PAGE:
We will be treated to one warm day this weekend, before temperatures fall back to slightly below normal levels for much of next week. On Saturday temperatures in Nederland and the surrounding Foothills communities are expected to soar into the mid 40s as an upper level ridge builds across us during the day. The GFS 500 mb map nicely shows this feature around midday Saturday (Colorado – the square state – is outlined in Red):
This respite from the cooler weather will be short lived. We are in a progressive weather pattern with upper level disturbances moving fairly quickly from west to east across the country. By Sunday evening the upper level disturbance off of the West coast – the green area of higher humidity in the map above off of the California coast – will be digging into the Central and Southern Rockies:
This will bring a reinforcing shot of wind, cold air, and snow showers to the Front Range Mountains on Monday. In the map above, you can see how zonal – or west to east – the flow is across the United States. There are no deep troughs or ridges to slow down the flow. This is normally not a good pattern for snowfall for the Front Range Foothills. Since the winds are westerly through a deep layer of the atmosphere, we tend to get downsloped, and as a result we stay drier. The west side of the Continental Divide often does see accumulating snow as these upper level disturbances zip by. Fast moving systems do not tend to bring a lot of snow, but if you get two or three of them in a week it can add up. Indeed, the next in a series of fast moving disturbances will be on our doorstep on Thursday morning. By then, the Monday disturbance will be off of the coast of Nova Scotia:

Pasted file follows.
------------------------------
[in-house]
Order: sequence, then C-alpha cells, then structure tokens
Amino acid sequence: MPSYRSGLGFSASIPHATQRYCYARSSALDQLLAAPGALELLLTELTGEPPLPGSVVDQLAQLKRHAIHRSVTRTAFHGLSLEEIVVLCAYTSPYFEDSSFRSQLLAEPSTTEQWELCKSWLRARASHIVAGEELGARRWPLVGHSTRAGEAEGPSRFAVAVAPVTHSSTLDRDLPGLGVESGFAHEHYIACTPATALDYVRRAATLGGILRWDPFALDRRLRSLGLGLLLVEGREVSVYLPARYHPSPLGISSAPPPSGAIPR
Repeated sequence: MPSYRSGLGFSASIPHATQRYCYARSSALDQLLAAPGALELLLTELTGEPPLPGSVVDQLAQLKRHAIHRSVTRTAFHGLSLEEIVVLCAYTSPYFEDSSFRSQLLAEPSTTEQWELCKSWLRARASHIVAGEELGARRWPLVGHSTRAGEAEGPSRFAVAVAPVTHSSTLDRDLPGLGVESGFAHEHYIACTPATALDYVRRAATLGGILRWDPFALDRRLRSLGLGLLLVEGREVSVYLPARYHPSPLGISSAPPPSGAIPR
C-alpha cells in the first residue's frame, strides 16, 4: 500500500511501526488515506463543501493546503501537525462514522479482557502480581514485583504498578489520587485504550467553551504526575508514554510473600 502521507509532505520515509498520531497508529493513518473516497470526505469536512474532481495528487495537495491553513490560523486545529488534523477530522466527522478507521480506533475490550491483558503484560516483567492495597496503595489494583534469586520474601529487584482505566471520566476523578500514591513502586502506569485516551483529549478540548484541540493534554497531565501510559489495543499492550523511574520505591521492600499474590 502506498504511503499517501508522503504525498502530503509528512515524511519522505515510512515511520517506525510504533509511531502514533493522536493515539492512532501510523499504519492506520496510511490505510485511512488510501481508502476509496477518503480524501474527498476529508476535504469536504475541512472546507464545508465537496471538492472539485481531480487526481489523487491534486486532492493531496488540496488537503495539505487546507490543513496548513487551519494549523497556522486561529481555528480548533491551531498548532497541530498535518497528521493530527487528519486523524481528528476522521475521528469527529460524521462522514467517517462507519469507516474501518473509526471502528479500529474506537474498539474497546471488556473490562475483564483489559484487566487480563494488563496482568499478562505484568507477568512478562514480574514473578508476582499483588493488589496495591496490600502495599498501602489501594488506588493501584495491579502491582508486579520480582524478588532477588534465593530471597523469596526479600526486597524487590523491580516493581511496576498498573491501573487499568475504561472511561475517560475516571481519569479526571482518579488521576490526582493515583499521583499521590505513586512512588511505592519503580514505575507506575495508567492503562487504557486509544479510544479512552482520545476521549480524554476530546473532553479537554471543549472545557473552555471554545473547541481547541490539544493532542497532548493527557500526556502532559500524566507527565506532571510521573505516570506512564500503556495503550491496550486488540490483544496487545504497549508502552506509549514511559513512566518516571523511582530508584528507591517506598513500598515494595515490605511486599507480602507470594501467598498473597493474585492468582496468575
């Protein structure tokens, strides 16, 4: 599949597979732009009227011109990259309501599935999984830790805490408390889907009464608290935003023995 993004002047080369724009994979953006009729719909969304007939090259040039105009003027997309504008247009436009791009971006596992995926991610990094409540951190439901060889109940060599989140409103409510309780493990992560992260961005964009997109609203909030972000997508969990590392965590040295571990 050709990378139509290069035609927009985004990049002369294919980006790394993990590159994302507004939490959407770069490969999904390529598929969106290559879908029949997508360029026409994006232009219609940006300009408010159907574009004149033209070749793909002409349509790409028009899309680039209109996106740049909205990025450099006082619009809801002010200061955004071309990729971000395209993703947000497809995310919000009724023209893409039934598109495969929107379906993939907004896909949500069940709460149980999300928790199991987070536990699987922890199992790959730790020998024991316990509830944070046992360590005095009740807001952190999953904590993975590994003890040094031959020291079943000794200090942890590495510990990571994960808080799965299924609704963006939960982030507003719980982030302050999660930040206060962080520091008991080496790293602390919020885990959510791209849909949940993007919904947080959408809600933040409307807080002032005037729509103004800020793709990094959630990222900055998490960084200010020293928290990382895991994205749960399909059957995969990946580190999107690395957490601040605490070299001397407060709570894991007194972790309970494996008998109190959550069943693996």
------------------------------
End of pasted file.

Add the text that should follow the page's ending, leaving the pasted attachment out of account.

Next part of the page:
This system will bring another shot of cold air and perhaps a few snow showers to our neck of the woods.
Overall, the next week or so looks to be dry but cool. What I am not seeing at the moment is our typical January warm up when a cold air mass anchors itself over the Eastern United States leaving the West warm and dry. In fact, 8-14 day outlook from the Climate Prediction Center shows the opposite – cold in the West and warm in the East:
Finally, if you launched yourself in a balloon from the top of Longs Peak this evening, you would end up over southern Florida in about three and a half days. This is based on weather model trajectory forecasts. If you are looking for warmer weather, this may be the way to go: